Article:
intercourse with each other. 


Besides Miin, Sir Josiah Child,^ (whose work, 
tliough founded on the principles of the mercantile 
system, contains many sound and liberal views,) Sir 
William Petty,^ and Sir Dudley North, are the 
most distinguished economical writers of the seven- 
teenth century. The latter not only rose above the 
established prejudices of the time, but had sagacity 
enough to detect the more refined and less obvious 
errors that were newly coming into fashion. His 
tract, entitled, " Discourses on Trade, principally 
directed to the Cases of Interest, Coinage, Clipping, 
and Increase of Money," published in 1691, contains 
a far more able statement of the true principles of 
commerce than any that had then appeared. North 
is throughout the intelligent and consistent advocate 
of commercial freedom. He is not, like the most 
eminent of his predecessors, well informed on one 
subject, and erroneous on another. His system is 
consentaneous in its parts, and complete. He shows 
that, in commercial matters, nations have the same 
interests as individuals ; and forcibly exposes the 
absurdity of supposing, that any trade adA^antageous 
to the merchant can be injurious to the public. His 
opinions respecting a seignorage on coinage and 
sumptuary laws, then very popular, are equally en- 

^ "A New Discourse of Trade," first published in 1668; but 
greatly enlarged and improved in the second edition, published in 

" "Quantulumcunque," published in 1682; "Political Anatomy 
of Ireland," published in 1672 ; and other works. 


The general principles laid down and illustrated in 
this tract, are announced in the preface as follows : — 

" That the world as to trade is but as one nation 
or people, and therein nations are as persons. 

" That the loss of a trade with one nation is not 
that only, separately considered, but so much of the 
trade of the world rescinded and lost, for all is com- 
bined together. 

" That there can be no trade unprofitable to tlie 
public; for if any prove so, men leave it oflP; and 
wherever the traders thrive, the public, of which they 
are a part, thrive also. 

"• That to force men to deal in any prescribed 
manner, may profit such as happen to serve them ; 
but the public gains not, because it is taken from one 
subject to give to another, 

" That no laws can set prices in trade, the rates 
of which must and will make themselves. But when 
such laws do happen to lay any hold, it is so mucii 
impediment to trade, and therefore prejudicial. 

" That money is a merchandise, whereof there may 
be a glut as well as a scarcity, and that even to an 

" That a people cannot want money to serve the 
ordinary dealing, and more than enough they will not 

" Tluit no man will be the richer for the making 
much money, nor have any part of it, but as he buys 
it for an equivalent price. 

" That the free coynage is a perpetual motion 
found out, whereby to melt and coyn without ceasing, 


and SO to feed goldsmiths and coyners at the public 

" That debasing the cojn is defrauding one another,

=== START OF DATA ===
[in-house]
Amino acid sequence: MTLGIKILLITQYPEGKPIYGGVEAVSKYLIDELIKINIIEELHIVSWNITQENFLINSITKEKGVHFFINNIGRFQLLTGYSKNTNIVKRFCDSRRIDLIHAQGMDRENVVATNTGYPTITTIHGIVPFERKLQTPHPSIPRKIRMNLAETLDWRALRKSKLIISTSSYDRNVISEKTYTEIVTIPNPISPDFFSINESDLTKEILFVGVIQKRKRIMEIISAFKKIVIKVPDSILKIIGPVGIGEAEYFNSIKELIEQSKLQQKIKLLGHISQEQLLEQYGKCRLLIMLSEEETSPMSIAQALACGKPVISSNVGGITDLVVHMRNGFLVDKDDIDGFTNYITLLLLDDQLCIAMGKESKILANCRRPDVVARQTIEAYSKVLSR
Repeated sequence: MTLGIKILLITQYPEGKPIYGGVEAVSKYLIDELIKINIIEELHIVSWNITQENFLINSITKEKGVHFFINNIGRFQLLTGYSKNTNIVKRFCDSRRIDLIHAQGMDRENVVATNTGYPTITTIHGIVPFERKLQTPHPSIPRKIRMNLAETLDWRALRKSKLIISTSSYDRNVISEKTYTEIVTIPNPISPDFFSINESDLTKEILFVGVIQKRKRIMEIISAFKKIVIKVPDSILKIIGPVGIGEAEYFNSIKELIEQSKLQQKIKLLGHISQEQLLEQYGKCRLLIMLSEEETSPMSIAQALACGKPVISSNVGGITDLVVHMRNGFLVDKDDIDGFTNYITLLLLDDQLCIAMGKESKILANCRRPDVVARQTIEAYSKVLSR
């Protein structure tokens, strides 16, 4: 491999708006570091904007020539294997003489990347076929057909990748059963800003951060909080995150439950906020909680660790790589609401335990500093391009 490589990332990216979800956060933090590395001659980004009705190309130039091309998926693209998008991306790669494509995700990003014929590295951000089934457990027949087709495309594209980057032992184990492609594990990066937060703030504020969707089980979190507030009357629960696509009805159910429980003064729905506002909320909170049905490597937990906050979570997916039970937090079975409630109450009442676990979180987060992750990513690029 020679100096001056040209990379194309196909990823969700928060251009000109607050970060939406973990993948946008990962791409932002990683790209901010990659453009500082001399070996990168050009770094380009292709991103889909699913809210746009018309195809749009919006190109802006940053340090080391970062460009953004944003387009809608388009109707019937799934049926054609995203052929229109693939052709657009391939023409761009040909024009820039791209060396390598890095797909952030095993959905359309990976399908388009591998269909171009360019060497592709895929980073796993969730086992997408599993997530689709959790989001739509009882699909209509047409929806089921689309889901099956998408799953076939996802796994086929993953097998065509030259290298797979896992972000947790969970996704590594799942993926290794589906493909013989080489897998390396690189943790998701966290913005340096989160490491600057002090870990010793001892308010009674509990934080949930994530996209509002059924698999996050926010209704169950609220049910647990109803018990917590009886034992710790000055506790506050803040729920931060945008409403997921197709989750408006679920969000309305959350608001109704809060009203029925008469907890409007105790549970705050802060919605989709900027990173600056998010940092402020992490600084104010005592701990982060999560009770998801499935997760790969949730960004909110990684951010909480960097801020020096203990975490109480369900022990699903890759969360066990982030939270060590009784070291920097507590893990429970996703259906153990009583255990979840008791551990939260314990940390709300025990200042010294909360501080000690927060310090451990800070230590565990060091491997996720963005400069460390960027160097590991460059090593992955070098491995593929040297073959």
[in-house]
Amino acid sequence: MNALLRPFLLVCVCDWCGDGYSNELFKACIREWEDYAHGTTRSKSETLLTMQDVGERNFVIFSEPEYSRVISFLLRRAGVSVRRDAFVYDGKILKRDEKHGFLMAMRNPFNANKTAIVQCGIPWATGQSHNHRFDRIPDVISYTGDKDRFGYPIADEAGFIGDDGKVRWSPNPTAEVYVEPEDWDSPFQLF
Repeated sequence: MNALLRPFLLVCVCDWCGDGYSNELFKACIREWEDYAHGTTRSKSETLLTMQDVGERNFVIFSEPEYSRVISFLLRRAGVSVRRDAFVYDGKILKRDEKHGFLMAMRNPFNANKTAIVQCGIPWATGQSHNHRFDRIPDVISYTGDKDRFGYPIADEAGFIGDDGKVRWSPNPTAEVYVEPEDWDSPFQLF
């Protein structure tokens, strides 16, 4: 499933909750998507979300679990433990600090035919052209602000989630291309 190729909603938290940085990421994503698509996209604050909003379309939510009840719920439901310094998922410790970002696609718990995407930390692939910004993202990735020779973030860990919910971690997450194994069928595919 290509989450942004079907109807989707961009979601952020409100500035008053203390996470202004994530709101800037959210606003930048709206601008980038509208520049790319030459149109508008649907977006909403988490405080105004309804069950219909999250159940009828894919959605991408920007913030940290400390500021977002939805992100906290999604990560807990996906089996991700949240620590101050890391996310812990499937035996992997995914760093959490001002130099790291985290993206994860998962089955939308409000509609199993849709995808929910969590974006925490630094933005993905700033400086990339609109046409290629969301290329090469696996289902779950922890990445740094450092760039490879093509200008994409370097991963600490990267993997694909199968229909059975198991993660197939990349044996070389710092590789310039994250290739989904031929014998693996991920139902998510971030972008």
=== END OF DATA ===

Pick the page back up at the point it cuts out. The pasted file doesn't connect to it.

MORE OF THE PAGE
and to the public there is no sort of advantage from 
it ; for that admits no character, or value, but in- 

" That the sinking by alloy or weight is all one. 

" That exchange and ready money are the same, 
nothing but carriage and recarriage being saved. 

" That money exported in trade is an increase to 
the wealth of the nation ; but spent in war, and pay- 
ments abroad, is so much impoverishment. 

" In short, that all favour to one trade, or interest, 
is an abuse, and cuts so much of profit from the 

Unluckily, this admirable tract never obtained any 
considerable circulation. There is good reason, in- 
deed, for supposing that it was designedly suppressed.^ 
At all events, it speedily became excessively scarce ; 
and we are not aware that it was ever quoted by 
any subsequent writer previously to the first edition 
of this work. 

The same enlarged views that had found so able 
a supporter in Sir Dudley North, were afterwards 
advocated to a greater or less extent by Locke,^ the 
anonymous author of a pamphlet on the East India 

^ See the Honourable Roger North's " Life of his Brother, the 
Honourable Sir Dudley North," p. 179. 

^ " Considerations on the Lowering of Interest and Raising the 
Value of Money," 1691 ; and " Further considerations on Raising 
the Value of Money," 1695. 


Trade/ Vanderlint,^ Richardson,^ Hume,* and Har- 
ris.^ But their efforts were ineffectual to the sub- 
version of the mercantile system. Their notions 
respecting the nature of wealth were confused and 
contradictory ; and as they neither attempted to in- 
vestigate its sources, nor to trace the causes of national 
opulence, their arguments in favour of a liberal system 
of commerce had somewhat of an empirical aspect, 
and failed of making the impression that is always 
made by reasonings logically deduced from well- 
established principles, and shown to be consistent 
with experience. The opinions entertained by Locke, 
respecting the paramount influence of labour in the 
production of wealth, were at once original and cor- 
rect ; but he did not prosecute his investigations in 
the view of elucidating the principles of the science, 
and made no reference to them in his subsequent 
writings. And though Harris adopted Locke's views, 
and deduced from them some important practical in- 
ferences, his general principles are merely introduced 
by way of preface to his Treatise on Money ; and 
are not explained at any length, or in that syste- 
matic manner necessary in scientific investigations. 

* "Considerations on the East India Trade," 1701. This is a 
very remarkable pamphlet. The author has successfully refuted 
the various arguments advanced in justification of the prohibition 
of importing East Indian manufactured goods; and has given a